What, then, are we as writers, as speakers, as humans, to do? Shall we stop writing? No. But let us not labor under any illusions. The truth has been exposed again and again, but to what effect? What have forty years of correct analysis of the environmental and political state of the world brought us? The reason that the entire staff of Counterpunch, The Nation, and Truthout is not in a concentration camp is that it is not necessary. Words themselves have been robbed of their power. Thoreau said, "It takes two to speak the truth: one to speak and another to hear." Who hears now but the already-converted?
A picture is worth a thousand words - perhaps the image can rescue us from the crisis of language. Unfortunately, it cannot. The same air of unreality has come to infect the realm of images as has debilitated the power of words. In an age of virtual reality, immersive video games, on-line interactive worlds like Second Life, computer 3D animation, and routine graphic depictions of violence on screen, images of real atrocities are losing their power to shock. For the viewer, there is little observable difference between images of real violence and its on-screen simulation - both are just a set of pixels and neither impacts the viewer's off-screen reality in any tangible way. It's all happening in TV-land. Perhaps this explains the absence of any national sense of shame or soul-searching in the wake of Abu Ghraib. For many, it was just another bunch of images, just as 600,000 Iraqis dead is another string of digits.
Like words, images have become divorced from the objects they are supposed to represent, until the very word "image" itself has taken on connotations of inauthenticity: a corporate image, a politician's image. In a world of lies and images, nothing is real. Immersed in such a world, is the political apathy of the American public so difficult to understand?
The danger when we operate wholly in a world of representations and images is that we begin to mistake that world for reality, and to believe that by manipulating symbols we can automatically change the reality they represent. We lose touch with the reality behind the symbols. Grisly death becomes collateral damage. Torture becomes enhanced interrogation. A bill to gut pollution controls becomes the Clear Skies Act. Defeat in Iraq becomes victory. War becomes peace. Hate becomes love. Slavery becomes freedom.
The Orwellian ambition to render language incapable of even expressing the concept "freedom" has nearly been fulfilled. Not by eliminating the word, but by converting it into a mere image, an empty shell, a brand. How can the voices of protest be effective when everyone discounts all speech as image, spin, and hype? Whatever you say, it is in the end just words.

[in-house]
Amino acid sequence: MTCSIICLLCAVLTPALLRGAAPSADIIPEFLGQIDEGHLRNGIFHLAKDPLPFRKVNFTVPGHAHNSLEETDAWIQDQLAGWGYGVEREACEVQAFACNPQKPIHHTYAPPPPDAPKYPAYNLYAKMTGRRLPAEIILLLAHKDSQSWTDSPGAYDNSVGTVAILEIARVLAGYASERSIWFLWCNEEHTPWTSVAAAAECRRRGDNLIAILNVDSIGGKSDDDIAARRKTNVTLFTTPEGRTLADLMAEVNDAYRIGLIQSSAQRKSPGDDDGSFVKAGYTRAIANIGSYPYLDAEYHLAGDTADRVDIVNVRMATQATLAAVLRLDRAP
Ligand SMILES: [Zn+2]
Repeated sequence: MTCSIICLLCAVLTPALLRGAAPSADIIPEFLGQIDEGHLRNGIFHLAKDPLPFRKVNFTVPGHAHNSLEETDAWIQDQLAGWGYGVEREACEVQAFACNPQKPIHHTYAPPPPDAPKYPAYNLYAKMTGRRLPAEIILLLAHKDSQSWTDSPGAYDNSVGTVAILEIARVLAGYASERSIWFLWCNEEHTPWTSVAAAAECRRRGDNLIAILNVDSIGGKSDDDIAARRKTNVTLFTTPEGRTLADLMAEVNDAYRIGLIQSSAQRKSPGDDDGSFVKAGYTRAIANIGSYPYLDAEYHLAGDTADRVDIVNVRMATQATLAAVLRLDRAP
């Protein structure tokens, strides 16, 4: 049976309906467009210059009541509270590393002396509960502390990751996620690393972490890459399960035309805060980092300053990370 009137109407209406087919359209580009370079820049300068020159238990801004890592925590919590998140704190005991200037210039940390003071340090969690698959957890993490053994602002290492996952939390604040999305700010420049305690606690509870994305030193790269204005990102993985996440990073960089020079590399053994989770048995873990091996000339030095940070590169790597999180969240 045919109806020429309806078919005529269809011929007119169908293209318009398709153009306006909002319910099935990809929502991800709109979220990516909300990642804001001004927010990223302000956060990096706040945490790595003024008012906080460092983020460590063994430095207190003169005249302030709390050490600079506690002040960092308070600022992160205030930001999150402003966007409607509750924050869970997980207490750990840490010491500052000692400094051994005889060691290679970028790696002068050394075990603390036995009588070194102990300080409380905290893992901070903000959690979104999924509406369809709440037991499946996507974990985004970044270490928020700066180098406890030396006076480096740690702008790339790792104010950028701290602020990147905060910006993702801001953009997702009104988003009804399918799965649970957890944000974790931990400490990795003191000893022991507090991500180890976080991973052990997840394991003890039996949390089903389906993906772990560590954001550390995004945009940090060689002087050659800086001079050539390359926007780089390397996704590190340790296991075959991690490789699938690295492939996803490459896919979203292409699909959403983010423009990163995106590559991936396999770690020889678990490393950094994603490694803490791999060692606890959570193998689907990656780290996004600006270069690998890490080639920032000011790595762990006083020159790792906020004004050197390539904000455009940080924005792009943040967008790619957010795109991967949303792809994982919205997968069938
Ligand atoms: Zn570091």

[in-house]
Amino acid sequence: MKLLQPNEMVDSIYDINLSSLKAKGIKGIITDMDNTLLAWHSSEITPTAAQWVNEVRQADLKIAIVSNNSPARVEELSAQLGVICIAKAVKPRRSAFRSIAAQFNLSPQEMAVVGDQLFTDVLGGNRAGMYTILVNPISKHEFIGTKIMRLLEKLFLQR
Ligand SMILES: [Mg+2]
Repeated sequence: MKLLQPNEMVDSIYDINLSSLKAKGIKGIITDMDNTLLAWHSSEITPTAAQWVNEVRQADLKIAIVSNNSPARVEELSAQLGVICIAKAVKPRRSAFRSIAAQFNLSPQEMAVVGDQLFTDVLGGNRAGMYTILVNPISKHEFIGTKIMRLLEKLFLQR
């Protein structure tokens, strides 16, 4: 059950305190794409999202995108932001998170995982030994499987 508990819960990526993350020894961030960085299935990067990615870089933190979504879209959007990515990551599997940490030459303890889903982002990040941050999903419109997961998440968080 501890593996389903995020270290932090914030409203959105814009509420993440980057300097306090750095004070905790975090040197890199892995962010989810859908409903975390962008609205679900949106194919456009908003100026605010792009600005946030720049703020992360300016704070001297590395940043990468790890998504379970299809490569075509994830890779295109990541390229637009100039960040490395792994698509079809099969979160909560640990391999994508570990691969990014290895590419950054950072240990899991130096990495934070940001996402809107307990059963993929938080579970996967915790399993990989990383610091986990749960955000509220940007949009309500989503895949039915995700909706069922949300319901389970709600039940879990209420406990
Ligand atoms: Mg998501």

Take heart: the evisceration of the language that makes our tyranny impregnable also ensures its eventual demise. The words, numbers, and images over which it exercises complete control are less and less congruent to reality. Such is the folly of the infamous "Brand America" campaign, designed to burnish America's "image" abroad. The image has become more important than the reality. Bombs blow up innocent civilians to send a "message" to the "terrorists." No matter that this message exists only in the fantasies of our leaders. They are, like those they rule, immersed in an increasingly impotent world of symbol and cannot understand why the world does not conform to their manipulation of its representation, the pieces on their global chessboard.
However we play with the statistics to cover up the converging crises of our time, the crises continue to intensify. We can euphemize the autism crisis away, the obesity epidemic, the soil crisis, the water crisis, the energy crisis. We can dumb down standardized exams to cover up the accelerating implosion of the educational system. We can redefine people in and out of poverty and manipulate economic statistics. We can declare - simply declare - that the forests are not in precipitous decline. For a while we can hide the gathering collapse of environment and polity, economy and ecology, but eventually reality will break through.
As we rebuild from the wreckage that follows, let us remember the lesson we have learned. The power of the word, like all magical powers, will turn against us or wither and die if not renewed by frequent reconnection to its source.